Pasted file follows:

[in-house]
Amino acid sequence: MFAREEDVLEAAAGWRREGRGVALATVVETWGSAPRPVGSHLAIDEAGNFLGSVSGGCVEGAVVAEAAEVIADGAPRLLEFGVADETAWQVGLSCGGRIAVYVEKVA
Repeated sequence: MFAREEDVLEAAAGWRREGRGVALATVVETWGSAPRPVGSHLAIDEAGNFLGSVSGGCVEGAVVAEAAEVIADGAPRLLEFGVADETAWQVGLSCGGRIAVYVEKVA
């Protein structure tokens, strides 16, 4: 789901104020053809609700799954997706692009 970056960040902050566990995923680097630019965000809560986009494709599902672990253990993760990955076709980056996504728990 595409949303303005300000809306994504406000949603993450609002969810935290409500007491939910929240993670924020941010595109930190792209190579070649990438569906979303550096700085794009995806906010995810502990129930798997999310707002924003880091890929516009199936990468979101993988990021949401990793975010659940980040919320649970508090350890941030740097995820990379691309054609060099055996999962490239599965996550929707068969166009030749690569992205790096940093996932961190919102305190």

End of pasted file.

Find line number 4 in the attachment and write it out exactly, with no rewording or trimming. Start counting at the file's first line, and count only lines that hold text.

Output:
């Protein structure tokens, strides 16, 4: 789901104020053809609700799954997706692009 970056960040902050566990995923680097630019965000809560986009494709599902672990253990993760990955076709980056996504728990 595409949303303005300000809306994504406000949603993450609002969810935290409500007491939910929240993670924020941010595109930190792209190579070649990438569906979303550096700085794009995806906010995810502990129930798997999310707002924003880091890929516009199936990468979101993988990021949401990793975010659940980040919320649970508090350890941030740097995820990379691309054609060099055996999962490239599965996550929707068969166009030749690569992205790096940093996932961190919102305190």